On the way to Lord's on 25 June, 1934 Hedley Verity ran down and killed a black cat. It was not a portent of things to come that day.
Verity stopped and insisted on finding the owner to proffer his regret before continuing his journey. He arrived at the ground and proceeded to take 14 of Australia's wickets, six in the final hour, and England won the match by an innings and 38 runs.
They had not won at Lord's against Australia since 1896 and they have not won since in the ensuing 75 years. That is the measure of the task which faces England tomorrow and it is a history which is impossible to cast aside.
Australia, whose cricketers are always better versed in cricket past than their English counterparts, will come to Lord's knowing precisely the record with which they have been entrusted.
It will spur them on perhaps more than any other single aspect. None of them wishes to be part of the first Australia side to shed that record. There have been 18 matches since, of which Australia have won nine without much fuss while all but one of the draws were fairly comfortable.
England, it could be said, got lucky in 1934. The match had begun in fine conditions and England made 440, making fairly sedate progress at under three runs an over. Having been 182 for five their fortunes were revived by Maurice Leyland and Les Ames, who became the first wicketkeeper to make a hundred in an Ashes Test (and the last until Alan Knott more than 40 years later – expectations of wicketkeepers were different then).
When Australia went in on Saturday afternoon they set about the English bowling. The big wicket as always was that of Don Bradman and he struck Verity for three fours in an over. But Yorkshire's left-arm spinner, the son of a coal merchant, was at the top of his game then. He had variations of flight and pace and twice in an over he deceived Bradman into offering a return catch, the second of which was taken.
Australia finished the day on 192 for two, well-placed and with their opener Bill Brown unbeaten on 103. The next day, Sunday, was a rest day. It rained. By the time England woke up on Monday morning it had rained some more and Verity turned to his colleagues at breakfast and said: "I shouldn't wonder if we have some fun today. It looks as though it might turn a little."
So he did and so it did. For most of the day Verity was unplayable. He had become a fixture in the England side after, until the last Test in Sydney, playing a minor role in the Bodyline tour two winters before when fast bowling held sway. Verity was accurate and a master of drift who had been mentored at Yorkshire by Wilfred Rhodes, the leading wicket-taker of all time.
Only Bertie Oldfield and Arthur Chipperfield held up his progress as Australia resumed their first innings. They were almost in sight of avoiding the follow-on when lunch came. If Verity was worried he did not show it and said during the interval: "Well, I really must have another helping of strawberries and cream."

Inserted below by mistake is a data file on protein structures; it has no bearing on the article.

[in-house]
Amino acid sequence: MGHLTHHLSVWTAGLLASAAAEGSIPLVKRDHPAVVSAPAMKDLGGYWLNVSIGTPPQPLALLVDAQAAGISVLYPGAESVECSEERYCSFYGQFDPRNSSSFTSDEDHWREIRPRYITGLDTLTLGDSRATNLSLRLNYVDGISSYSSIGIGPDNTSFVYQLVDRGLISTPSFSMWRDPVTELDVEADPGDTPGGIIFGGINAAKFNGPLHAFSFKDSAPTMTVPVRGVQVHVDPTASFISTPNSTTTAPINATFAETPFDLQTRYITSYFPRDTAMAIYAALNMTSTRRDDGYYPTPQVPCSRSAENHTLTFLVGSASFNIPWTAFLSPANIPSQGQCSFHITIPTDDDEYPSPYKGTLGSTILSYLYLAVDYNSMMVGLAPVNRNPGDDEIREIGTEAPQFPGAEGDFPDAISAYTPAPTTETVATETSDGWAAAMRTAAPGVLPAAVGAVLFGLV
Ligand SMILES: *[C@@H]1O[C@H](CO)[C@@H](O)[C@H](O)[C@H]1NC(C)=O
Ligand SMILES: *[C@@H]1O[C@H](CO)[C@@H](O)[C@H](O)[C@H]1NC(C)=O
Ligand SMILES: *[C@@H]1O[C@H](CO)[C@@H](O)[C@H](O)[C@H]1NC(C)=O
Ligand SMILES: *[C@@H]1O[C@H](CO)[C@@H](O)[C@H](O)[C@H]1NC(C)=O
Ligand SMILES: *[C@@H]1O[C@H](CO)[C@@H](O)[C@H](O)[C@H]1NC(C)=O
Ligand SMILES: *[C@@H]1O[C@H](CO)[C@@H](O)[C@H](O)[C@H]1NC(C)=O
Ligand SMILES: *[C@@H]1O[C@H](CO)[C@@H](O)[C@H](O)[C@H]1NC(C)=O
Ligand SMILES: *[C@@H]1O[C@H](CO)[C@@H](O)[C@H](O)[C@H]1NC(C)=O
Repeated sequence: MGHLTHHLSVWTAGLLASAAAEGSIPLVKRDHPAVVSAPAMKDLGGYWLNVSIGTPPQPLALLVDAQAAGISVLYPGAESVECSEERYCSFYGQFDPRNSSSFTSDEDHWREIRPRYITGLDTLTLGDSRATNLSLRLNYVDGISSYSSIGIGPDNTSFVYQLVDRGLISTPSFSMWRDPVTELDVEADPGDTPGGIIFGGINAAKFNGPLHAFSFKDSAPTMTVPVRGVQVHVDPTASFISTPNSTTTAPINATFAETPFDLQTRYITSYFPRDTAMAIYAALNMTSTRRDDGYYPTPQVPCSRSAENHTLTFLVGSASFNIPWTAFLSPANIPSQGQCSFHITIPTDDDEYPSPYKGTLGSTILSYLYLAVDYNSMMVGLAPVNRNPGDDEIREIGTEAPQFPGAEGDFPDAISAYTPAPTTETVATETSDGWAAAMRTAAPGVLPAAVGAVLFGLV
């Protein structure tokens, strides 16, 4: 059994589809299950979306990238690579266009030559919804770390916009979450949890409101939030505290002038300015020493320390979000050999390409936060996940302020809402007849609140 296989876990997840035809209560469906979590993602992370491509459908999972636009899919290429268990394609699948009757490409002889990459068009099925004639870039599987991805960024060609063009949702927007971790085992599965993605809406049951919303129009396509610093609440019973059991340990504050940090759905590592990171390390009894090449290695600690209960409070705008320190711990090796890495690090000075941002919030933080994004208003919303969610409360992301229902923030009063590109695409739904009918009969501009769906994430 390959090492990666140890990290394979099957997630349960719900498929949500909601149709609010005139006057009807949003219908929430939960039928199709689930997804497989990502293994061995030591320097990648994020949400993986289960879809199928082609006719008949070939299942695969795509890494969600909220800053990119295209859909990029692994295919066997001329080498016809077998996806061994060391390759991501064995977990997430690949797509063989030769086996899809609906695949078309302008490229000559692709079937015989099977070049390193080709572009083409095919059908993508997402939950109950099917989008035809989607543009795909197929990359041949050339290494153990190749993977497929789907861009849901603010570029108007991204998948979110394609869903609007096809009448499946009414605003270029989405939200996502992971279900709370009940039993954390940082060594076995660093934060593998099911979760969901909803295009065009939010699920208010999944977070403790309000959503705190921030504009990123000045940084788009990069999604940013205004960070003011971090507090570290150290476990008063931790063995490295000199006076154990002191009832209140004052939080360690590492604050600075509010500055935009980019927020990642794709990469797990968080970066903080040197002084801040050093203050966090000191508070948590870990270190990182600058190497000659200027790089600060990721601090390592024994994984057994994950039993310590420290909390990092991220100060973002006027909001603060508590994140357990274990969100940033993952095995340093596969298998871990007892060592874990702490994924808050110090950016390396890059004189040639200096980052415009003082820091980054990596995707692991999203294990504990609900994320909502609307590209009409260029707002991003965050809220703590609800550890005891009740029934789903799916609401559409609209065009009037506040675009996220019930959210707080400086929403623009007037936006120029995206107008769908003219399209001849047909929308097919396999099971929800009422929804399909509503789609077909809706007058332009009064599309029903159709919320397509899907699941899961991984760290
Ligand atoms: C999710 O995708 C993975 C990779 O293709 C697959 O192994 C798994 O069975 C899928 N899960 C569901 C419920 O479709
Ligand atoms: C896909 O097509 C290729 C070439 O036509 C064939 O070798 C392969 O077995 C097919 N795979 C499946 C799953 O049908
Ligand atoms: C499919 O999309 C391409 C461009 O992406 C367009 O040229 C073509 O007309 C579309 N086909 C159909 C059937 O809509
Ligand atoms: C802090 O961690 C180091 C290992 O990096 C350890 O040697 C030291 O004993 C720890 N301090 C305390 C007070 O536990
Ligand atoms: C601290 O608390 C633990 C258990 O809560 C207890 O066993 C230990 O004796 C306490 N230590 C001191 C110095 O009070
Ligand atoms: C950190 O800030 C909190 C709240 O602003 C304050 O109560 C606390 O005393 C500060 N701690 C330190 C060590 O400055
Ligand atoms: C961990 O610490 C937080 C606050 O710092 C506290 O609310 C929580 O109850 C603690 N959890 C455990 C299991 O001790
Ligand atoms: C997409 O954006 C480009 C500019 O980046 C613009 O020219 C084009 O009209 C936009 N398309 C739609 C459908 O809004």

Verity cleaned up after lunch and Australia failed to make the necessary target by seven runs, being asked to follow on by England for the first time in 29 years. Verity had taken 7 for 61.
The watching Douglas Jardine, who had become a great admirer of the imperturbable Verity, said of the performance which now followed: "The crowd and the pavilion were treated to an exhibition of bowling which, whether judged by standards of accuracy or of general ability, may possibly have been equalled, but has certainly never been surpassed. For clear thinking and execution it may stand alone for all time."
At the heart of Verity's return of 8 for 43 was the wicket, for the second time in the match, of the great Bradman. Baradman had seemed uncommonly agitated when he came out to bat with his side at 43 for two.
What followed was a masterclass in bowling to a master batsman. Verity left the leg-side field open. Fifteen minutes had passed and Bradman had reached 13 when suddenly he launched into a drive against the spin. The ball came off a leading edge and went high into the air.
Time seemed to stand still. Fielders looked at each other but it came down to one man to take the catch, Ames the wicketkeeper. He stepped forward as the ball came down around about silly point and the ball thudded into his gloves. All knew then that the match was won.
Verity was an immediate hero, cheered to the echo when he arrived at Northampton the following day for a county match. He remained a sporting hero and he died one, fatally wounded in action in Sicily in 1943. His exhibition at Lord's three-quarters of a century ago is imperishable.
Good Lord's! England's record
England have not won an Ashes Test at Lord's since 1934, but their record at the remaining venues of this series makes for better reading...
England's record against Australia at Lord's:
1948 Lost by 409 runs
1956 Lost by 185 runs
1961 Lost by five wickets
1972 Lost by eight wickets
1985 Lost by four wickets
1989 Lost by six wickets
1993 Lost by an innings and 62 runs
2001 Lost by eight wickets
2005 Lost by 239 runs
Edgbaston (since 1934)
P 10 Eng 4/Aus 3/Drawn 3
Headingley (since 1934)
P 17 Eng 7/Aus 6/Drawn 4
The Oval (since 1934)
P 18 Eng 6/Aus 4/Drawn 8